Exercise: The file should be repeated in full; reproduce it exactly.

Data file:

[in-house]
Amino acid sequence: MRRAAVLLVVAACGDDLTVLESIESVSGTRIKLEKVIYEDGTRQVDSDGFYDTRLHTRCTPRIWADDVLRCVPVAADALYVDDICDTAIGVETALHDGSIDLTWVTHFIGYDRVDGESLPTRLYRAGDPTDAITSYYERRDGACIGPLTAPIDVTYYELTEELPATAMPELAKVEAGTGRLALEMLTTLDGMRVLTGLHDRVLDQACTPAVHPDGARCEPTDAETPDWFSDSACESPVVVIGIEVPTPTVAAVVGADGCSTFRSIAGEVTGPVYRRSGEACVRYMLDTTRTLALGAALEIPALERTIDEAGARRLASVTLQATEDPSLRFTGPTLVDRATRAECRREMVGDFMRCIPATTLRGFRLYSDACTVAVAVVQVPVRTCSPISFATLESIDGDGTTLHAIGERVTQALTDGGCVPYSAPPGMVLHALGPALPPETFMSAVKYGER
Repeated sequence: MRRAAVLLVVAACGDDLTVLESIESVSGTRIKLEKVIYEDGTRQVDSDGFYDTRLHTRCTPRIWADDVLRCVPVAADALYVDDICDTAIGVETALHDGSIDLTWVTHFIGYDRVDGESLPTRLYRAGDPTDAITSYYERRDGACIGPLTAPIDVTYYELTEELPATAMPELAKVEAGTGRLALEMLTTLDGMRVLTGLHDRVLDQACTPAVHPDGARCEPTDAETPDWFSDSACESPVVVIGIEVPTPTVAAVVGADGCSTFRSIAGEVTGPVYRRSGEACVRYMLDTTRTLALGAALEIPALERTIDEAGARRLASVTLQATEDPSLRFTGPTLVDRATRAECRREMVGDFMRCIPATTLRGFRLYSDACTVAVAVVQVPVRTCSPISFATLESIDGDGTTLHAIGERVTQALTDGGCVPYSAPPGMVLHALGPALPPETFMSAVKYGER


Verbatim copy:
[in-house]
Amino acid sequence: MRRAAVLLVVAACGDDLTVLESIESVSGTRIKLEKVIYEDGTRQVDSDGFYDTRLHTRCTPRIWADDVLRCVPVAADALYVDDICDTAIGVETALHDGSIDLTWVTHFIGYDRVDGESLPTRLYRAGDPTDAITSYYERRDGACIGPLTAPIDVTYYELTEELPATAMPELAKVEAGTGRLALEMLTTLDGMRVLTGLHDRVLDQACTPAVHPDGARCEPTDAETPDWFSDSACESPVVVIGIEVPTPTVAAVVGADGCSTFRSIAGEVTGPVYRRSGEACVRYMLDTTRTLALGAALEIPALERTIDEAGARRLASVTLQATEDPSLRFTGPTLVDRATRAECRREMVGDFMRCIPATTLRGFRLYSDACTVAVAVVQVPVRTCSPISFATLESIDGDGTTLHAIGERVTQALTDGGCVPYSAPPGMVLHALGPALPPETFMSAVKYGER
Repeated sequence: MRRAAVLLVVAACGDDLTVLESIESVSGTRIKLEKVIYEDGTRQVDSDGFYDTRLHTRCTPRIWADDVLRCVPVAADALYVDDICDTAIGVETALHDGSIDLTWVTHFIGYDRVDGESLPTRLYRAGDPTDAITSYYERRDGACIGPLTAPIDVTYYELTEELPATAMPELAKVEAGTGRLALEMLTTLDGMRVLTGLHDRVLDQACTPAVHPDGARCEPTDAETPDWFSDSACESPVVVIGIEVPTPTVAAVVGADGCSTFRSIAGEVTGPVYRRSGEACVRYMLDTTRTLALGAALEIPALERTIDEAGARRLASVTLQATEDPSLRFTGPTLVDRATRAECRREMVGDFMRCIPATTLRGFRLYSDACTVAVAVVQVPVRTCSPISFATLESIDGDGTTLHAIGERVTQALTDGGCVPYSAPPGMVLHALGPALPPETFMSAVKYGER